County Seeks Input on Roaring Fork Gorge Management Plan

County seeks feedback on

Roaring Fork Gorge Management Plan

 

October brings new opportunities for the public to offer input on future management of the Roaring Fork Gorge, a popular collection of open space properties near Aspen.

A draft management plan for the area was released at the end of last month, and reviewed during a joint meeting of Pitkin County commissioners and the county’s Open Space and Trails board of trustees. Formal adoption of the plan is expected in December.

The gorge encompasses roughly four miles of open space and recreational amenities along the Roaring Fork River outside of Aspen, between Stein and Jaffee parks, including a stretch of the Rio Grande Trail. Eight public properties and two fishing easements are part of this playground – a scenic destination for anglers, boaters, cross-country skiers, bicyclists, walkers, joggers and equestrians.

“We spent much of the summer seeking input from all of these user groups,” said Lindsey Utter, recreation planner for Pitkin County Open Space and Trails. “Their insights helped shape the management plan and some of their ideas have become formal recommendations for improving the amenities in the gorge or for better management of the area.”

The Rio Grande Trail at Stein Park saw nearly 1,000 users this year on July 4, and more than 600 passersby per day, on average, were logged at the park during the month of July – staggering numbers as use of Pitkin County open space goes, according to Utter.

Proposed management actions in the draft plan include measures aimed at both recreation and conservation.

Among them is creating a dual surface for the Rio Grande Trail in the lower two miles of the gorge, upvalley from Jaffee Park, where there is room for both a paved and a soft surface. The draft plan recommends this project be done in 2014, leaving for the future a decision about the upper two miles of trail in the gorge, where physical constraints make a dual surface unfeasible. Upgrades to the gravel surface or paving the upper two miles are both options for consideration at a later date.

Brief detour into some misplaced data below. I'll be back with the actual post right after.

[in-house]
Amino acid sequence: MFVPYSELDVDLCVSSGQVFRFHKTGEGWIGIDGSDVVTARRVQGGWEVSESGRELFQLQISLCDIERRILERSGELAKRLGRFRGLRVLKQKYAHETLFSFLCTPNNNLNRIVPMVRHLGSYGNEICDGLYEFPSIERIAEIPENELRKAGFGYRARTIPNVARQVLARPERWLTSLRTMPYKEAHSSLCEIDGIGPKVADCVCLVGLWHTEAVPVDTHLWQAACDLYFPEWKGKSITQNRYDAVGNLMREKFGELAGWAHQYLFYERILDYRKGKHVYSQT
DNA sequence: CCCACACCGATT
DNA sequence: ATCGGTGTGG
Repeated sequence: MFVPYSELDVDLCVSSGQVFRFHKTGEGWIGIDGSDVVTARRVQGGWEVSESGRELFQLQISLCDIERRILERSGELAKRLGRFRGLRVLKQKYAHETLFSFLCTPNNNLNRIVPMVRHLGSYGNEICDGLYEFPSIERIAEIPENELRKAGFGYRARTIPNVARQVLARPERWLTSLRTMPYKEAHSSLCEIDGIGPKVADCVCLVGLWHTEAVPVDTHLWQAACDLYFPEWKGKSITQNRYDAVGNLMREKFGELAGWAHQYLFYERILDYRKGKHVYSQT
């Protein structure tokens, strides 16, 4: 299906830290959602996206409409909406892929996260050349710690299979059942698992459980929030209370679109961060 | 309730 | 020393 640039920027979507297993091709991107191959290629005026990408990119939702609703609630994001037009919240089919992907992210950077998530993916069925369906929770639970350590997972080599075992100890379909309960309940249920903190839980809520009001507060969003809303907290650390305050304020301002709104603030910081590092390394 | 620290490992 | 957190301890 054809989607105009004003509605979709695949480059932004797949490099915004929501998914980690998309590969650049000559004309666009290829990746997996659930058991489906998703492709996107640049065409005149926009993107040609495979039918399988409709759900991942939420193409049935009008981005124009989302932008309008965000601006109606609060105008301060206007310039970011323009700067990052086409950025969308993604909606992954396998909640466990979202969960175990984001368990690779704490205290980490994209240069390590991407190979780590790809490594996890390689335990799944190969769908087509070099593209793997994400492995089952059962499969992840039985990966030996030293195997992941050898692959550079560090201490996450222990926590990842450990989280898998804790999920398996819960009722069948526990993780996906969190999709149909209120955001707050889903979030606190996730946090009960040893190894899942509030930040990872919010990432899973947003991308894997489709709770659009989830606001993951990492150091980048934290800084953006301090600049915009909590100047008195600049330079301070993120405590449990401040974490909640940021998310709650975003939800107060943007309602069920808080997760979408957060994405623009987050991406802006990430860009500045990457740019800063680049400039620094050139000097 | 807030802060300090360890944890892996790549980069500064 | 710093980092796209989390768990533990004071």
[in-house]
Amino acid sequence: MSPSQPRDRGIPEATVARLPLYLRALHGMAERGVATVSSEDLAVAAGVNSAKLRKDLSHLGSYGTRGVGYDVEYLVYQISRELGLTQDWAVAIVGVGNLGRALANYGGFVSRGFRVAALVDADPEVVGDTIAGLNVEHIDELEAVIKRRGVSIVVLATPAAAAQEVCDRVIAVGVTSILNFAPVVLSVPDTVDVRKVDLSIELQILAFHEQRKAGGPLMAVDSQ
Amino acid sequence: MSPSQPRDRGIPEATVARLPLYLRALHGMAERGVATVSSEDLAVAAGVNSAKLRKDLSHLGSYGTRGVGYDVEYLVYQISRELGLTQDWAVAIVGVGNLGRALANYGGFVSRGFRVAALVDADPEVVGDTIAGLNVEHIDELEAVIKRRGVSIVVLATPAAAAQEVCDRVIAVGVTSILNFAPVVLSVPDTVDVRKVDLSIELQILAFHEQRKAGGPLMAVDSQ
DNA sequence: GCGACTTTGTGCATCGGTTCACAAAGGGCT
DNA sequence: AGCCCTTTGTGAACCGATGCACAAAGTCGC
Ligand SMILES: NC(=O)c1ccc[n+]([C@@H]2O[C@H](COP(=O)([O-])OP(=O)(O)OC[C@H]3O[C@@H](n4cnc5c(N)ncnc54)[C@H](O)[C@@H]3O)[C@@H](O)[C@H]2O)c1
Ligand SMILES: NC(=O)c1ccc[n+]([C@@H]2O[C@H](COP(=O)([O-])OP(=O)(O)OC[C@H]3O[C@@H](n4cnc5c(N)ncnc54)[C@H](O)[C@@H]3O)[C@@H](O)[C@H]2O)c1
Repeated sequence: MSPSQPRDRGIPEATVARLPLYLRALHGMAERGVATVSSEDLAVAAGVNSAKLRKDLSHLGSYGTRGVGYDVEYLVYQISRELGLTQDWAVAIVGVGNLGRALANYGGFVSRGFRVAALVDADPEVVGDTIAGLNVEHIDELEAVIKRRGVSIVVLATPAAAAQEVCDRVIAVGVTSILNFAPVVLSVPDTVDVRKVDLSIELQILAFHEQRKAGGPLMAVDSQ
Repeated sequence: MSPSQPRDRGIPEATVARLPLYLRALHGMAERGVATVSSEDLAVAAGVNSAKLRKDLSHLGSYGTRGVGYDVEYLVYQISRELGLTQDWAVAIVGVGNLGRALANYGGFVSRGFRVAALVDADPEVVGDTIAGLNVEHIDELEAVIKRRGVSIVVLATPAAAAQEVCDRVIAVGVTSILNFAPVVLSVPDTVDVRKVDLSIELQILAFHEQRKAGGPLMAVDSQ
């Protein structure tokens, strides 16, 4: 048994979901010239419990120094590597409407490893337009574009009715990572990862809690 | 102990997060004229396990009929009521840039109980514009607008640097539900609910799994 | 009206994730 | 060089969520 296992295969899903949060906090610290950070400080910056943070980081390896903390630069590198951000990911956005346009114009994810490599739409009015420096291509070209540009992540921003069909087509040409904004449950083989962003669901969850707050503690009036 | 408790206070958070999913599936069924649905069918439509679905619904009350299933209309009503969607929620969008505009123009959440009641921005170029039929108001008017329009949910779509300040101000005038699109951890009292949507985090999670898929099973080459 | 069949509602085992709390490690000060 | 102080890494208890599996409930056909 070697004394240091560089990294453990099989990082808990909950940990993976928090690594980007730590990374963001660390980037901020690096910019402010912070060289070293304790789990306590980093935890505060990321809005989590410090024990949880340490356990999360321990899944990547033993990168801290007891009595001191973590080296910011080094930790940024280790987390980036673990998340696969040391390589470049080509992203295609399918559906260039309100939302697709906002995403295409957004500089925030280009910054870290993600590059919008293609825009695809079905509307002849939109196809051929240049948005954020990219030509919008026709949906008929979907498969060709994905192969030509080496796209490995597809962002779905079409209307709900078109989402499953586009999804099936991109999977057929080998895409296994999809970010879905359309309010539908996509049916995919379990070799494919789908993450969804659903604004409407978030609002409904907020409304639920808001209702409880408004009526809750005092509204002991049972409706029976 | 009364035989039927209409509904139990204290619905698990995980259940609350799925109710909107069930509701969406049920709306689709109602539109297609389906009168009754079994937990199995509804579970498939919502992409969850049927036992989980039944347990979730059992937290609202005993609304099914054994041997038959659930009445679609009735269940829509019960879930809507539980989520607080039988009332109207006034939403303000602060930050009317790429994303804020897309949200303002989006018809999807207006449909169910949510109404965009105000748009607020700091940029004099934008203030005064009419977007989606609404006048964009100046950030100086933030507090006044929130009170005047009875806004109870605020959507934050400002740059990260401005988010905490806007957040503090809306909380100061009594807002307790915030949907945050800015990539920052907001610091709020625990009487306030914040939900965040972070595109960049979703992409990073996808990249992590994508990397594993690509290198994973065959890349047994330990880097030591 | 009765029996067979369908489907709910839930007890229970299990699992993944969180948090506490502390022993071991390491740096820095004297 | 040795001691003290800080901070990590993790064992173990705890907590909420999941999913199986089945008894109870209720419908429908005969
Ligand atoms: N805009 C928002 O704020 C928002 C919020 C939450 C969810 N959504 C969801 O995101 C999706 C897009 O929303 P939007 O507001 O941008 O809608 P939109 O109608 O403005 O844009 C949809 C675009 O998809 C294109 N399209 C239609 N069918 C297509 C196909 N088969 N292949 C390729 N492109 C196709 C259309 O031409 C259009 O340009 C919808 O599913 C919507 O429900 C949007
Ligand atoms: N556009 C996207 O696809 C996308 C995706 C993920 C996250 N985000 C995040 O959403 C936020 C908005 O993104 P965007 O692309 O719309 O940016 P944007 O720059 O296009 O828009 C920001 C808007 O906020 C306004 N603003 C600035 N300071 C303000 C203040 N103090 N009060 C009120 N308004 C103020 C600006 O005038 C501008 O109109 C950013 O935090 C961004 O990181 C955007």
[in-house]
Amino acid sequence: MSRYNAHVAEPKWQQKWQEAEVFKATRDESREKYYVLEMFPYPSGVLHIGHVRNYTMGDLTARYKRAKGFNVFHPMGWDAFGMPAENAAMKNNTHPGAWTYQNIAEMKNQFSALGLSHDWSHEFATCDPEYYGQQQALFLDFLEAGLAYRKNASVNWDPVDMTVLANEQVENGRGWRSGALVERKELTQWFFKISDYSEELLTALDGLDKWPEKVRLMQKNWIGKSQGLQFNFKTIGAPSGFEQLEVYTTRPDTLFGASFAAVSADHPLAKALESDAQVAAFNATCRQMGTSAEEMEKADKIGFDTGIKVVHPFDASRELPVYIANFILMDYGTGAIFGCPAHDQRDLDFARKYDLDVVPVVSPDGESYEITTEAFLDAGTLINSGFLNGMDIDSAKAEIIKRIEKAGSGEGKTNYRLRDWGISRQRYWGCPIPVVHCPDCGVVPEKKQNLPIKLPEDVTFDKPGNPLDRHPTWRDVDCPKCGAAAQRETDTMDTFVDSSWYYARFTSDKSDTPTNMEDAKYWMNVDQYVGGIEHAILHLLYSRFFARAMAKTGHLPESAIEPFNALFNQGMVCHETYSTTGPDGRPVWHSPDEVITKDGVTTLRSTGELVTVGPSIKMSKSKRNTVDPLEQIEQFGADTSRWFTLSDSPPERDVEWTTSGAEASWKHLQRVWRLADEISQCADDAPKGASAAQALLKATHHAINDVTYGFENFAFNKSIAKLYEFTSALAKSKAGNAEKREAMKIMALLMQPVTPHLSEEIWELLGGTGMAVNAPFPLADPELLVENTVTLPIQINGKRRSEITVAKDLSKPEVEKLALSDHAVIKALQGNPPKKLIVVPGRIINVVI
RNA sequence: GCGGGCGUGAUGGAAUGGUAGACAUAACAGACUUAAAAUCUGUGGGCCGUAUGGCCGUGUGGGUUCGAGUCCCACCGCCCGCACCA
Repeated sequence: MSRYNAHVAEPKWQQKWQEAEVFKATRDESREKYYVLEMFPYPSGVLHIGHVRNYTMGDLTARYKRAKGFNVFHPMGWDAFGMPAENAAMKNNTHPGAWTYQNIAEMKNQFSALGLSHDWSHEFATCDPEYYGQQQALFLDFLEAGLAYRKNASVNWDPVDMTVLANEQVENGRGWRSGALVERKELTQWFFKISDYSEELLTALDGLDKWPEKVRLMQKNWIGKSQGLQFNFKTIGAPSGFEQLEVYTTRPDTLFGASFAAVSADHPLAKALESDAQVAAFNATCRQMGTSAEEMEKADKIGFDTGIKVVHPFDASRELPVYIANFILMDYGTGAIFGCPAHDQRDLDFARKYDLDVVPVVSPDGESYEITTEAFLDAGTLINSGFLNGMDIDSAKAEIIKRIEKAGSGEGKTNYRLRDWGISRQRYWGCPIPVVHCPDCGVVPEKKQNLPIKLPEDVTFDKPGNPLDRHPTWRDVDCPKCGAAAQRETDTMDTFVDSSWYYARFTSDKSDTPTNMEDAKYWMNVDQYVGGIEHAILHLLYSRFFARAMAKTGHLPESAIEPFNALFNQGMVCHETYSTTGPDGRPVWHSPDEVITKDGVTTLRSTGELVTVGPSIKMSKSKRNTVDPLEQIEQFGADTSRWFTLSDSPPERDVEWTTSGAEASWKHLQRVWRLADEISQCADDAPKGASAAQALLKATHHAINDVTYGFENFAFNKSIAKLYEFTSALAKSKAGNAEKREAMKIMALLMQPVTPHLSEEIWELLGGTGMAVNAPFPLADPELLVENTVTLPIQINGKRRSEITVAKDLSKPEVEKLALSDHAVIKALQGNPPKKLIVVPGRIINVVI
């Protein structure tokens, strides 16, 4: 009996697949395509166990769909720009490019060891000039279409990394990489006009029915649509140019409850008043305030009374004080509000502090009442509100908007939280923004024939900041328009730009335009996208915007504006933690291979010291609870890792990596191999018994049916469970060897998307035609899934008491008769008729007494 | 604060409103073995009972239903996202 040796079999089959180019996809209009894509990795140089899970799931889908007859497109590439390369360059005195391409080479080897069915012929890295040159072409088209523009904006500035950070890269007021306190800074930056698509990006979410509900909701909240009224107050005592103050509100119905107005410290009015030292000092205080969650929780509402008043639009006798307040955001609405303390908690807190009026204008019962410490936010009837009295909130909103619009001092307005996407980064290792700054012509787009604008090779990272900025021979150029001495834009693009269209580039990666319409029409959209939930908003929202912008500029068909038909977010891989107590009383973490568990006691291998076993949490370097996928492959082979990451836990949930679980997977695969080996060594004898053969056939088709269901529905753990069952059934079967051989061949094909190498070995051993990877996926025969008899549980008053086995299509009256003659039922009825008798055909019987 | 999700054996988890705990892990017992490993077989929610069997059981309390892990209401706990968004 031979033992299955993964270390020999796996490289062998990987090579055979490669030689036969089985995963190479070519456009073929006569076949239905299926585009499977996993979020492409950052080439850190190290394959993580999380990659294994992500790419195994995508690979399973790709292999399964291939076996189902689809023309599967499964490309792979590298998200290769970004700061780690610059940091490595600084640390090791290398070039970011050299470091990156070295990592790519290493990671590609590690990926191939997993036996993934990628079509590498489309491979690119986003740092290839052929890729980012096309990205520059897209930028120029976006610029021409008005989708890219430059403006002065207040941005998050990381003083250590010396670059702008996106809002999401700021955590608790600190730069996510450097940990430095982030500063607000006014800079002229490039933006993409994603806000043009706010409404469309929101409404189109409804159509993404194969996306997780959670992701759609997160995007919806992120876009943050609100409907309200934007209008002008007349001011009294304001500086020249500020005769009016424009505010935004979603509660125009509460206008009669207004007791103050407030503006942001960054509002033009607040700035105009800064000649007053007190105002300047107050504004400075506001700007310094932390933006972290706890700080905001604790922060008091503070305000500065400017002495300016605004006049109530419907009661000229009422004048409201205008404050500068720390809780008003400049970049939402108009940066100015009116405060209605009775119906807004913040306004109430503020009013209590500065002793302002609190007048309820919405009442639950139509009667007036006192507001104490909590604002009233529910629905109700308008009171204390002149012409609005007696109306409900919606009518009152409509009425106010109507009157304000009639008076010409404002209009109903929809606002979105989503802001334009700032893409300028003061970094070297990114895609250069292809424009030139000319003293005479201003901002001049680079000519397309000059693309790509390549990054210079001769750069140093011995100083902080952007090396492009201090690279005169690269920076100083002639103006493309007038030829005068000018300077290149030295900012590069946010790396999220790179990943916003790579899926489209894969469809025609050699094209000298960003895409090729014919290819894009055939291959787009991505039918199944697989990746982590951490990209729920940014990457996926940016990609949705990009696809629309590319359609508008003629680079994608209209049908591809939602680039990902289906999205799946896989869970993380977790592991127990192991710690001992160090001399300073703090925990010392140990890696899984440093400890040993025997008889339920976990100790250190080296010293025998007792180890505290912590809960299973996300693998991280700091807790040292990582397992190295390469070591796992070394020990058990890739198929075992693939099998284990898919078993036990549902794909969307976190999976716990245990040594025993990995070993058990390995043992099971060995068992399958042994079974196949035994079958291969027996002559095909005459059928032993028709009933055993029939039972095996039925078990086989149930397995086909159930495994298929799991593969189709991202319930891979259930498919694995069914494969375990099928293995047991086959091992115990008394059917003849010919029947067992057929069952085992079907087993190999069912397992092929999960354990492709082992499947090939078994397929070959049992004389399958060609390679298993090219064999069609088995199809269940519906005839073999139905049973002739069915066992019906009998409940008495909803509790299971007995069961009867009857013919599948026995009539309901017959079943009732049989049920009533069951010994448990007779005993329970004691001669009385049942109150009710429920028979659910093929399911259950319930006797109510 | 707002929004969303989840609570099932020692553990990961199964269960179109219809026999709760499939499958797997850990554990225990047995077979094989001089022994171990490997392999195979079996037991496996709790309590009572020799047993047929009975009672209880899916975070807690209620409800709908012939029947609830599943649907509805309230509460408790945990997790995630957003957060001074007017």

The plan also proposes upgrades at both Stein and Jaffee parks, including parking, restroom and handicap-accessible improvements, as well as, potentially, a water-bottle filling station at Stein Park.

Study of an improved trail connection between the city of Aspen’s Burlingame Ranch affordable housing and the Rio Grande Trail is recommended for next year, as well, as are upgrades to the trail between Stein Bridge and the Rio Grande. The bridge, crossing the Roaring Fork below the Aspen Business Center, is slated for repairs next year. Raising the span to better accommodate boating at high water is among the recommendations.

The plan also recommends that wildlife and vegetation studies take place in 2014 to inform a River Conservation Plan in 2015.

Open houses to collect input on the draft management plan will be held Oct. 10 and 29 in the Rio Grande Room in Aspen, and Oct. 16 in the CMC-Aspen Art Gallery Room. They will all take place from 4-6 p.m.

In addition, site visits via bicycle are planned Oct. 8 from 1-3 p.m. and Oct. 21 from 5-7 p.m. Participants should bring a bike and meet at Stein Park, but an RSVP is required in order to join a bike tour.

The management plan, plus appendices, is available online at www.pitkinostprojects.com. Citizens may also provide comments to the plan via the website and go online to RSVP for a bike outing.  http://www.pitkinOSTprojects.com or call to RSVP 920-5223.


Posted on Wednesday, October 02, 2013